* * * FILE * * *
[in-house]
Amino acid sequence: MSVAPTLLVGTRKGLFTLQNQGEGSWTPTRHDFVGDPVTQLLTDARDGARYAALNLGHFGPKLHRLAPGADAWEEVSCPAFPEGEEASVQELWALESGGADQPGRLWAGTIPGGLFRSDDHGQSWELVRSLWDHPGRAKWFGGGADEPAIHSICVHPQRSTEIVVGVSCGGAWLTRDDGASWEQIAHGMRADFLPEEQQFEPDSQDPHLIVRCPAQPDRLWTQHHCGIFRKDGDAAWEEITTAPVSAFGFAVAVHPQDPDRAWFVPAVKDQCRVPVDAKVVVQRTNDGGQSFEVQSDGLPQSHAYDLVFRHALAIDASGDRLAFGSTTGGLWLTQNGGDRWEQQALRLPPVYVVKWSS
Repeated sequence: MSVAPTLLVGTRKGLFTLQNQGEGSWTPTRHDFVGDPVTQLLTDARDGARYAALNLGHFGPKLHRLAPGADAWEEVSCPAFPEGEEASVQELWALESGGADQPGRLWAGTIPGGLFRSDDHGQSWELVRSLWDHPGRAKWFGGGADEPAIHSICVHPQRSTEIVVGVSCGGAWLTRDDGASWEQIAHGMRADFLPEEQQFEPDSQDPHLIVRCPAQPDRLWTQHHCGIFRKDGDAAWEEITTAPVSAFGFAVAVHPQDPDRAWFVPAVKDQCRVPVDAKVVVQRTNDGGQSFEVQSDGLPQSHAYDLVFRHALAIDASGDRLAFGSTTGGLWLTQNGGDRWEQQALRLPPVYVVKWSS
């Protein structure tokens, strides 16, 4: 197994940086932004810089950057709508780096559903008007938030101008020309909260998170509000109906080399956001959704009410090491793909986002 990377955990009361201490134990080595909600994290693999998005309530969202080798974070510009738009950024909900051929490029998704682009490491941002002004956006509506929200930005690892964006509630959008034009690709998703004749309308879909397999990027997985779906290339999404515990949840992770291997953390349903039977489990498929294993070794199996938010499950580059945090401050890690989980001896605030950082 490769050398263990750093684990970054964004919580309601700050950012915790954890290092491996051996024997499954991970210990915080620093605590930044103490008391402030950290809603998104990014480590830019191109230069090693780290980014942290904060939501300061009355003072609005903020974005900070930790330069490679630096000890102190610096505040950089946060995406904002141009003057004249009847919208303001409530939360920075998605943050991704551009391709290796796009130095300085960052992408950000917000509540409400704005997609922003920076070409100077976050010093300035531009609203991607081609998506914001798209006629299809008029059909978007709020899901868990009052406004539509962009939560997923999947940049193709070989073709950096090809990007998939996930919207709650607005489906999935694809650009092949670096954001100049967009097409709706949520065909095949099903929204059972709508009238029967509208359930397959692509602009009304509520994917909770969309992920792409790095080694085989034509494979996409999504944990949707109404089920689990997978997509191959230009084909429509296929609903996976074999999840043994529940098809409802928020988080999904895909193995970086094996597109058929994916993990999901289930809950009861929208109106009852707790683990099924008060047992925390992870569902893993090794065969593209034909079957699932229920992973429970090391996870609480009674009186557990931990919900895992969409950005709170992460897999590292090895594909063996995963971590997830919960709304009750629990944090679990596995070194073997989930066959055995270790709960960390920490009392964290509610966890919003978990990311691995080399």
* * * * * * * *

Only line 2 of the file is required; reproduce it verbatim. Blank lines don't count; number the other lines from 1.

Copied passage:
Amino acid sequence: MSVAPTLLVGTRKGLFTLQNQGEGSWTPTRHDFVGDPVTQLLTDARDGARYAALNLGHFGPKLHRLAPGADAWEEVSCPAFPEGEEASVQELWALESGGADQPGRLWAGTIPGGLFRSDDHGQSWELVRSLWDHPGRAKWFGGGADEPAIHSICVHPQRSTEIVVGVSCGGAWLTRDDGASWEQIAHGMRADFLPEEQQFEPDSQDPHLIVRCPAQPDRLWTQHHCGIFRKDGDAAWEEITTAPVSAFGFAVAVHPQDPDRAWFVPAVKDQCRVPVDAKVVVQRTNDGGQSFEVQSDGLPQSHAYDLVFRHALAIDASGDRLAFGSTTGGLWLTQNGGDRWEQQALRLPPVYVVKWSS